These are special cookies that TJs produces during the holidays. They are a peppermint Oreo type cookie that are simply delicious. TJs only makes them available from late November to right after Christmas. In years past, I was not above stockpiling them in my pantry. I talked my sister into driving all the way across Columbus to buy several boxes and ship them down to me. Holiday crisis averted!

Last year, I made Oreo truffles during the holidays and decided to experiment with the recipe, substituting Candy Cane Joe Joe's for the Oreos. This recipe is so easy it is embarrassing. I call this my Sandra Lee moment - I'm almost ashamed to post it because it only has 4 ingredients.

You will be surprised at the taste when you make them, they are damn good and people love them. Plus, they look pretty and festive. Great to take to parties, give as gifts or surprise your co-workers.

Peppermint Truffles

1 box of Candy Cane Joe Joe's
8 0z package of cream cheese
12 oz bag of semisweet chips
1 o2 2 candy canes, crushed

Into a food processor, place about 2/3 of a package of Candy Cane Joe Joe's.
Break them into chunks for easier processing. Grind the cookies up until you have 3 cups of cookie crumbs.
Add 8 oz of cream cheese and process until well combined.
Line a rimmed cookie sheet with wax paper.
Using clean hands, shape the cookie dough into 1" balls. You should get approximately 36 balls. Place the cookie sheet into the freezer for about 30 minutes or so. You want the truffles to be hard enough to dip.
Meanwhile, over a double boiler, melt the bag of chocolate chips and crush the candy canes.
Working quickly, dip the truffles into the melted chocolate and dust with crushed candy cane. Place the truffles into the refrigerator and leave them there until almost ready to serve.
I like to store uneaten truffles in the fridge, so they stay fresh and don't get too soft.

Here they are on a holiday platter.

Thursday, December 3, 2009

Morning Smoothie

I make a smoothie every morning and have for years. A smoothie is quick to make and healthy. I am posting this recipe for all of those people who say things like "oh, I'd love to make a smoothie in the morning but I don't have the time". Seriously? You don't have the time? It takes like 3 minutes or less. If you can't spare 3 minutes in the morning, you are probably one of those jerks out on the freeway causing morning pile ups. Slow down. Drink a smoothie for crying out loud.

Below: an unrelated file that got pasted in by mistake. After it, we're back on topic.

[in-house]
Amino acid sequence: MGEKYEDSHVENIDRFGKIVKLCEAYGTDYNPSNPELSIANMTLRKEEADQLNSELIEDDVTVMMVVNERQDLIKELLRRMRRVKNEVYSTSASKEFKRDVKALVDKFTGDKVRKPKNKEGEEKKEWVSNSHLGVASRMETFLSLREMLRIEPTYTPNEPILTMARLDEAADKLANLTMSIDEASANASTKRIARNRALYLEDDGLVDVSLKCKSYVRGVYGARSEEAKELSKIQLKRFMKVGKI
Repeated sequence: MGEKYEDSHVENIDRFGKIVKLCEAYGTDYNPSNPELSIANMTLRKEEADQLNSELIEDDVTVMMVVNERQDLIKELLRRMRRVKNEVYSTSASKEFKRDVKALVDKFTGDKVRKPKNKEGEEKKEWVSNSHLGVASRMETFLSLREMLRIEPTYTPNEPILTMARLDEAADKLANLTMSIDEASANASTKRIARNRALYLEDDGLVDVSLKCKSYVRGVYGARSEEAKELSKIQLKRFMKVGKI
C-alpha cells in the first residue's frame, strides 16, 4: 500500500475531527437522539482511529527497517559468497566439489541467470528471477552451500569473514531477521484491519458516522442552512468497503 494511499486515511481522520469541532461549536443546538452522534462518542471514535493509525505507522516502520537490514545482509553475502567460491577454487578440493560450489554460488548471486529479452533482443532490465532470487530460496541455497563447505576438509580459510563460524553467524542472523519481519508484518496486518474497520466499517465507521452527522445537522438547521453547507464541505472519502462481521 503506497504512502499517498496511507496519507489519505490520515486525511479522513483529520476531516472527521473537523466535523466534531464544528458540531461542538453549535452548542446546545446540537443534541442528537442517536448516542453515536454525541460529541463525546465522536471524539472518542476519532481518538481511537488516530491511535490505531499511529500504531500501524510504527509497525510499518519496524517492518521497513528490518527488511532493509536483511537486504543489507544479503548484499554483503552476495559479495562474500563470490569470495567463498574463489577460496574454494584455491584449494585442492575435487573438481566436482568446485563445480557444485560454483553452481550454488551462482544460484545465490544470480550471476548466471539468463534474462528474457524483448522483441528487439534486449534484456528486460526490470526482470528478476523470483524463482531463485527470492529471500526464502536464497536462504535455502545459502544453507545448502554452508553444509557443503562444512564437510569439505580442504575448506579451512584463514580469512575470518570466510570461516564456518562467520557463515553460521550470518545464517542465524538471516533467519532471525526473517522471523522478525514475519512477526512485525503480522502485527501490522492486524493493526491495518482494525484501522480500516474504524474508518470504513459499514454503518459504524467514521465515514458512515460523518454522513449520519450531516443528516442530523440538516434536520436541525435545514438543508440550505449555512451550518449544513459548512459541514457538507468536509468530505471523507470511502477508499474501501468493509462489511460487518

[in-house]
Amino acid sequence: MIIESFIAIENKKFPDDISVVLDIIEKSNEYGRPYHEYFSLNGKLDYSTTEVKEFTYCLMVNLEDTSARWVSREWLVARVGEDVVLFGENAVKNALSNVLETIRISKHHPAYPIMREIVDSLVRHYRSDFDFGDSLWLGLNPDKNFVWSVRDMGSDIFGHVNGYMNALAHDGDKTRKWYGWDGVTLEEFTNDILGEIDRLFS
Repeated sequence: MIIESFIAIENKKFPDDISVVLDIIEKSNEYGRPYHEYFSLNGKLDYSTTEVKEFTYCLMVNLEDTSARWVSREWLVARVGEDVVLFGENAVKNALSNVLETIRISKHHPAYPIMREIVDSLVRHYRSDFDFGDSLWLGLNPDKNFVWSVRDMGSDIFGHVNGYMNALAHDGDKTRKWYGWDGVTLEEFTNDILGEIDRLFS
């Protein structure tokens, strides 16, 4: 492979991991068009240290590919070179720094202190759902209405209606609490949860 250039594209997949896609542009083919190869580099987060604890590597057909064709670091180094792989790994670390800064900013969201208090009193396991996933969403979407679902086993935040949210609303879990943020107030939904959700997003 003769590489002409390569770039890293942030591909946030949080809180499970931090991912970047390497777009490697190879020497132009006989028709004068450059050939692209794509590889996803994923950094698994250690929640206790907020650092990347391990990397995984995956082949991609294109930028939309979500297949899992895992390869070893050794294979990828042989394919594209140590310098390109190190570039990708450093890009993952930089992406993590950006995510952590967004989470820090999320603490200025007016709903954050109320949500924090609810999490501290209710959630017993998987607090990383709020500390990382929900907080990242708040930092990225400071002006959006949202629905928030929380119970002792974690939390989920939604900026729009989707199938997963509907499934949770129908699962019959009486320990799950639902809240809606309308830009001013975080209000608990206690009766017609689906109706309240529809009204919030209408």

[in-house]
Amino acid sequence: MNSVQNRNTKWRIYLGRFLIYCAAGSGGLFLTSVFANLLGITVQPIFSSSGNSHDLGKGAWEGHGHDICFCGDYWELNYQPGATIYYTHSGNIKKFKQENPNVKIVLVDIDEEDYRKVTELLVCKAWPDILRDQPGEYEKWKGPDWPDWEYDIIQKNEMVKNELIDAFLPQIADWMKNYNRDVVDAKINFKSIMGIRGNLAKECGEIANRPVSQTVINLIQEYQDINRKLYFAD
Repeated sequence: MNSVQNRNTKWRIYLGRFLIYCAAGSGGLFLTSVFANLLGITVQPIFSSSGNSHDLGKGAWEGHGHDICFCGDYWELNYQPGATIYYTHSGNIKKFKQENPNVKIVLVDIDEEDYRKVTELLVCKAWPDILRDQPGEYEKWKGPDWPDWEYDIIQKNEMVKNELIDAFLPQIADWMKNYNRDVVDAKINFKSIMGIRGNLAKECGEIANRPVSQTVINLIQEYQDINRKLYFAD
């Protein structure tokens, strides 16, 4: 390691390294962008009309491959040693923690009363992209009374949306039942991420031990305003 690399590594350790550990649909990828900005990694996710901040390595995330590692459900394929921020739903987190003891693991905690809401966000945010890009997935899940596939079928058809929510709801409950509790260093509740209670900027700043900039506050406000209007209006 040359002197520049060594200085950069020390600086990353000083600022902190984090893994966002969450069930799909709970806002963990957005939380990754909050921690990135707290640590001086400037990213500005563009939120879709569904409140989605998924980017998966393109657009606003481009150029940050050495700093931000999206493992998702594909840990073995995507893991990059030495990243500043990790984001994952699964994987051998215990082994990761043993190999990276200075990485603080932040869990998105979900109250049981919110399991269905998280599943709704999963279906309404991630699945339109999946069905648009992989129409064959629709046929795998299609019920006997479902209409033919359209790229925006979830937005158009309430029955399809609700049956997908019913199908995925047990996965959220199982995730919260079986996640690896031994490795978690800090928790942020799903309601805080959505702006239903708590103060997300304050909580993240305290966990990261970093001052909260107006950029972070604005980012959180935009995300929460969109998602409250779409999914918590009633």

This is my basic recipe and you could vary this a thousand different ways. Measurements are a guestimate, because I normally just eyeball it. Don't get hung up on measuring for this recipe, there is no need. This recipe makes 2 servings.

Blueberry Smoothie

Into a blender, place all of the following ingredients:

1 C frozen blueberries (you can any fruit you like, but frozen berries work great)
2 C light vanilla soy milk (can use lowfat milk instead)
1 ripe banana
3/4 C light vanilla yogurt (I don't measure this, I just throw a big scoop in)
1/4 C ground flax seed*

Whirl the ingredients in a blender until smooth. Makes 2 servings.

*note - I sometimes use a couple of scoops of protein powder in place of flax seeds

Sunday, November 29, 2009

Homemade Granola 101

A couple of weeks ago, I bought an expensive bag of granola at the farmers market. It was $8 a pound - yes, I am insane for paying $8 for a bag of granola. I thought I could make it last by just sprinkling a handful on top of my regular cereal or yogurt. My husband, however, had other ideas. I think he used half of the bag in his first bowl of cereal. I almost fell down with shock when I realized how quick that bag of granola was going to last us.

I made granola years and years ago, I knew I could make granola cheaper than $8 a pound. I went out and bought a few ingredients to whip up a huge batch. I spent about $4 in the bulk foods section of the grocery.